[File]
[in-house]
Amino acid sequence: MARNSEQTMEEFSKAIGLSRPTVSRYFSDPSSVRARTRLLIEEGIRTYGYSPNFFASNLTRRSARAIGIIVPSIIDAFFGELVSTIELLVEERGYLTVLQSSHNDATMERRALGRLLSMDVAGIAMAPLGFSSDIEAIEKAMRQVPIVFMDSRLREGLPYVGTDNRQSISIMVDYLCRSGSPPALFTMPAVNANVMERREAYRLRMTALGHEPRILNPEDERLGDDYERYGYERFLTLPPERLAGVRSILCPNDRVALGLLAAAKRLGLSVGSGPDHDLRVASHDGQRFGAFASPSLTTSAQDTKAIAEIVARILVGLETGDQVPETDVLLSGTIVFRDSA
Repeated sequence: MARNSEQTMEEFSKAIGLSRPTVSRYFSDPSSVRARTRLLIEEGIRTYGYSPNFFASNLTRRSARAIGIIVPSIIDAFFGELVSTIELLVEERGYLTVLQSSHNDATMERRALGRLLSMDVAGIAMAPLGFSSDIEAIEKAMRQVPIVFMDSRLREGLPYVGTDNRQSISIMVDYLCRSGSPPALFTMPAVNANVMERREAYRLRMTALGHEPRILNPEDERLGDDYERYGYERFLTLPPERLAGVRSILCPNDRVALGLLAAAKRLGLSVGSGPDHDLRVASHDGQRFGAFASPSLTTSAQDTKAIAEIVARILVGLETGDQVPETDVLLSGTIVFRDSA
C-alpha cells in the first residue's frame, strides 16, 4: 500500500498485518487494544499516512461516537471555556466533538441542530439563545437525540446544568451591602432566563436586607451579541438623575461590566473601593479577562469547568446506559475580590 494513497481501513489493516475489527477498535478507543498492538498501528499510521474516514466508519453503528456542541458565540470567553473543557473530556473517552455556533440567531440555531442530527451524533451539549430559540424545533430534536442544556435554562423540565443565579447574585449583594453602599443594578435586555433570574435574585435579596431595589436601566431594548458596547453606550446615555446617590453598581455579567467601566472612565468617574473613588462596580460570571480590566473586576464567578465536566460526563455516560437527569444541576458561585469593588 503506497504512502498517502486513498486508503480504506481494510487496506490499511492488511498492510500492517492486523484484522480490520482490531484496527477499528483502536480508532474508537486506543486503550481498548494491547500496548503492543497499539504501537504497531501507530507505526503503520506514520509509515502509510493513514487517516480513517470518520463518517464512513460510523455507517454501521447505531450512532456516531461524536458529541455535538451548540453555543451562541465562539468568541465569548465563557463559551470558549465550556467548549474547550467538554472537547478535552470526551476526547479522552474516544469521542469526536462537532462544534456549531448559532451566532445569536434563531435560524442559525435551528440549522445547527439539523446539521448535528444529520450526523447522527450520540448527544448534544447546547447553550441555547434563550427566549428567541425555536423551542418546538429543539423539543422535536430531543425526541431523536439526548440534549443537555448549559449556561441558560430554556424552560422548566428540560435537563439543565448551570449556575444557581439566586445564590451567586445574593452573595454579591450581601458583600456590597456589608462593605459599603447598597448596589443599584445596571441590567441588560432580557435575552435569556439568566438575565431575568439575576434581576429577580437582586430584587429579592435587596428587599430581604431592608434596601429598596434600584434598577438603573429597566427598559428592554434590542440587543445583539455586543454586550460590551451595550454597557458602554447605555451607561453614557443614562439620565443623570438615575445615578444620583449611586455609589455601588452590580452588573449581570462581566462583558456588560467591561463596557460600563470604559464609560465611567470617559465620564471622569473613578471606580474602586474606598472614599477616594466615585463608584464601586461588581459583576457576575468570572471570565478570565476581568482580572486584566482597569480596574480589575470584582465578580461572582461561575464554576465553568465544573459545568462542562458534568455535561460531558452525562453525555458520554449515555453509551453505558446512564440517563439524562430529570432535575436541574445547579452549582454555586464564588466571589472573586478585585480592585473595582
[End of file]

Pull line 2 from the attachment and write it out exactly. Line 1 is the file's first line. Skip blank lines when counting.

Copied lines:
Amino acid sequence: MARNSEQTMEEFSKAIGLSRPTVSRYFSDPSSVRARTRLLIEEGIRTYGYSPNFFASNLTRRSARAIGIIVPSIIDAFFGELVSTIELLVEERGYLTVLQSSHNDATMERRALGRLLSMDVAGIAMAPLGFSSDIEAIEKAMRQVPIVFMDSRLREGLPYVGTDNRQSISIMVDYLCRSGSPPALFTMPAVNANVMERREAYRLRMTALGHEPRILNPEDERLGDDYERYGYERFLTLPPERLAGVRSILCPNDRVALGLLAAAKRLGLSVGSGPDHDLRVASHDGQRFGAFASPSLTTSAQDTKAIAEIVARILVGLETGDQVPETDVLLSGTIVFRDSA